abide


abide
abide
is now limited to two main meanings, and has lost many others over seven centuries of use along with several redundant inflections, including abode. The principal meaning ‘to bear, tolerate’ is now only used in negative contexts, usually with a modal auxiliary verb

• (Those ordinary Aryan Australian girls whose coarse complexions and lumpy features he could not abide —H. Jacobsen, 1986).

Its other main meaning in current use is with by, meaning ‘to stand firm by’ (We must abide by our decision). In its other meanings, it tends to be used mostly in the present tense, most famously as an imperative in a hymn

• (Abide with me; fast falls the eventide —H. F. Lyte, 19c)

or as a participial adjective

• (I accept this award with an abiding faith in America —Martin Luther King, 1964, accepting the Nobel Peace Prize).


Modern English usage. 2014.

Synonyms:

Look at other dictionaries:

  • Abide — A*bide , v. t. 1. To wait for; to be prepared for; to await; to watch for; as, I abide my time. I will abide the coming of my lord. Tennyson. [1913 Webster] Note: [[Obs.], with a personal object. [1913 Webster] Bonds and afflictions abide me.… …   The Collaborative International Dictionary of English

  • Abide — A*bide , v. i. [imp. & p. p. {Abode}, formerly {Abid}; p. pr. & vb. n. {Abiding}.] [AS. [=a]b[=i]dan; pref. [=a] (cf. Goth. us , G. er , orig. meaning out) + b[=i]dan to bide. See {Bide}.] 1. To wait; to pause; to delay. [Obs.] Chaucer. [1913… …   The Collaborative International Dictionary of English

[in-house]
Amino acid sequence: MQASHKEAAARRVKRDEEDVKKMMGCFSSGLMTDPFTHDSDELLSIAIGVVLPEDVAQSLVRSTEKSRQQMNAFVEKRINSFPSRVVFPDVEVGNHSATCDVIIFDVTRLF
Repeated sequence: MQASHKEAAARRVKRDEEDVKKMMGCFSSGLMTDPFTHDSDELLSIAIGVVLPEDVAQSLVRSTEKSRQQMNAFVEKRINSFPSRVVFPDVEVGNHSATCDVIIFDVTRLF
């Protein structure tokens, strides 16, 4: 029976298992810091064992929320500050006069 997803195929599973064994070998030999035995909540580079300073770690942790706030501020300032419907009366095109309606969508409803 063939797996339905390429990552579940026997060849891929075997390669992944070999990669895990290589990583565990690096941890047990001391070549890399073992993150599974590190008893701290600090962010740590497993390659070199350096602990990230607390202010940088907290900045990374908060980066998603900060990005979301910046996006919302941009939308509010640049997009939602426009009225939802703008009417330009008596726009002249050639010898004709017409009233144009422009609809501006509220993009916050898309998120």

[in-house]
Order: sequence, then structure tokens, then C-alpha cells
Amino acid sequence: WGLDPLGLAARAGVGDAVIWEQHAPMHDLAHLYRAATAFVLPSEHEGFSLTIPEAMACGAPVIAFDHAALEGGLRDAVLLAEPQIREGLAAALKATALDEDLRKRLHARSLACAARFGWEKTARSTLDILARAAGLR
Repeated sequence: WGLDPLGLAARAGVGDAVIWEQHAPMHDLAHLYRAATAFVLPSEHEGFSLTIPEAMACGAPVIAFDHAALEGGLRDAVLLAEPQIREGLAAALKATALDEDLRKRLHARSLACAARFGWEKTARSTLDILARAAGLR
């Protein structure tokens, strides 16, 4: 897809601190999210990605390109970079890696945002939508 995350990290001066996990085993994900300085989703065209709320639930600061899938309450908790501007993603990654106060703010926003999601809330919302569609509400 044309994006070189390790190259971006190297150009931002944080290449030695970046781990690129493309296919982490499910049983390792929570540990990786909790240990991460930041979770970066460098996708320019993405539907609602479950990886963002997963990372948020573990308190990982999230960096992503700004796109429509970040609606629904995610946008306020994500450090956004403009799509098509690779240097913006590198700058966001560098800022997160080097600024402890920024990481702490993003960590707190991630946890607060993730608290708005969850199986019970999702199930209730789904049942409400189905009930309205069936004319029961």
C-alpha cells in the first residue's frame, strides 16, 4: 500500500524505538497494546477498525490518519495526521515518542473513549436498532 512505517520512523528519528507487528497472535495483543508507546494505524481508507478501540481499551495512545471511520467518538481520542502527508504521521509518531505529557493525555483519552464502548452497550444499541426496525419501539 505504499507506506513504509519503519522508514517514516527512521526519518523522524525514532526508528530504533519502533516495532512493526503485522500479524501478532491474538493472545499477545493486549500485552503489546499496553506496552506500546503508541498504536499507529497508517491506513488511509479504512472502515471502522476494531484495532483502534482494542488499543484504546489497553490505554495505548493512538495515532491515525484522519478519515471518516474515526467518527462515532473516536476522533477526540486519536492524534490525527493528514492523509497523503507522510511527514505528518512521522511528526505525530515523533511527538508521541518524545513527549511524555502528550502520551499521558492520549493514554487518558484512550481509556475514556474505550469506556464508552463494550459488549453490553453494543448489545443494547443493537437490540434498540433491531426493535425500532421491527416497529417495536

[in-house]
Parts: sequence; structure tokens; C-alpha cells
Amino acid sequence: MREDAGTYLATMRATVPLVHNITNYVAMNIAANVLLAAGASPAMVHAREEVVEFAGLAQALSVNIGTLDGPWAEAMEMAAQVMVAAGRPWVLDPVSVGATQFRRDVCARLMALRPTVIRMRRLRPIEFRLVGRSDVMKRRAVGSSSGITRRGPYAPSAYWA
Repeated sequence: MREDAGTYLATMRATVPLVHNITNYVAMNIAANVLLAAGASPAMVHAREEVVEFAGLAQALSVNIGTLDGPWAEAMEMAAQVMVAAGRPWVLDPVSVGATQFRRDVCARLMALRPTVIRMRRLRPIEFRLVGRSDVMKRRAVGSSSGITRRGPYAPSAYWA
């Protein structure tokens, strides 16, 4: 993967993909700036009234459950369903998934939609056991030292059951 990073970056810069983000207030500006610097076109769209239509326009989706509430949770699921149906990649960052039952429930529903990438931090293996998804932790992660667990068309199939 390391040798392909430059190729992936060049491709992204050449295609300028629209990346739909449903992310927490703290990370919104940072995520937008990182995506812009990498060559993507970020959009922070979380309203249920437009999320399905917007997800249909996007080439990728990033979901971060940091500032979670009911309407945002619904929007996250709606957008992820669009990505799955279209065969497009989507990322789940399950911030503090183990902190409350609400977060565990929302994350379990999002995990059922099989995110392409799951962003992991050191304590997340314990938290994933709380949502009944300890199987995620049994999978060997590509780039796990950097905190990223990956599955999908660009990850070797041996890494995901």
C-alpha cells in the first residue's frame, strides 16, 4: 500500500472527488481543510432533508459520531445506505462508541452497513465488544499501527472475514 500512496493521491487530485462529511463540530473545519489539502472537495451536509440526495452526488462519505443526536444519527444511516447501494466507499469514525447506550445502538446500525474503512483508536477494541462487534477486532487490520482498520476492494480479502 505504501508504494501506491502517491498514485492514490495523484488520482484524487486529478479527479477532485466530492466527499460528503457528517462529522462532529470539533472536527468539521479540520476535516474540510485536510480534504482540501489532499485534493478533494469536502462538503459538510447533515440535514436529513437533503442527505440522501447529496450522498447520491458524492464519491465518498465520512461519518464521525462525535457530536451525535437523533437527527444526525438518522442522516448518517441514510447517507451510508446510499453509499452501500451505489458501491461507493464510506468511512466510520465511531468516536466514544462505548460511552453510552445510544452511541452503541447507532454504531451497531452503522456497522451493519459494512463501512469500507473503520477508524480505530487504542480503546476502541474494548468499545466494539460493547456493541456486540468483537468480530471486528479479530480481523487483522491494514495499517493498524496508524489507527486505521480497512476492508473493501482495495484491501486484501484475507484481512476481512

• abide — vt abode or abid·ed, abid·ing: to accept without objection abide by: to act or behave in accordance with or in obedience to Merriam Webster’s Dictionary of Law. Merriam Webster. 1996 …   Law dictionary

  • abide — [v1] submit to, put up with accept, acknowledge, bear, bear with*, be big about*, concede, consent, defer, endure, hang in*, hang in there*, hang tough*, live with*, put up with*, receive, sit tight*, stand, stand for, stomach, suffer, swallow,… …   New thesaurus

  • abide — ► VERB 1) (abide by) accept or observe (a rule or decision). 2) informal tolerate: he could not abide conflict. 3) (of a feeling or memory) endure. 4) archaic live; dwell. ORIGIN Old English, wait ; related to BIDE(Cf. ↑ …   English terms dictionary

  • abide — (v.) O.E. abidan, gebidan remain, wait, delay, remain behind, from ge completive prefix (denoting onward motion; see A (Cf. a ) (1)) + bidan bide, remain, wait, dwell (see BIDE (Cf. bide)). Originally intransitive (with genitive of the object: we …   Etymology dictionary

  • abide by — (something) to accept or obey an arrangement, decision, or rule. It is a good thing that most drivers abide by the rules of the road …   New idioms dictionary

  • abide — [ə bīd′] vi. abode [ə bōd′] or abided, abiding [ME abiden < OE ābīdan < ā , intens. + bīdan, BIDE] 1. to stand fast; remain; go on being 2. Archaic to stay; reside ( in or at) vt. 1. to await …   English World dictionary

  • abide by — index accede (concede), adhere (maintain loyalty), comply, concede, conform, defer (yield in judgment), fulfill …   Law dictionary

  • abide — 1 *stay, wait, remain, tarry, linger Analogous words: dwell, *reside, live, sojourn, lodge: *stick, cleave, cling, adhere Antonyms: depart Contrasted words: *go, leave, quit: *move, remove, shift …   New Dictionary of Synonyms


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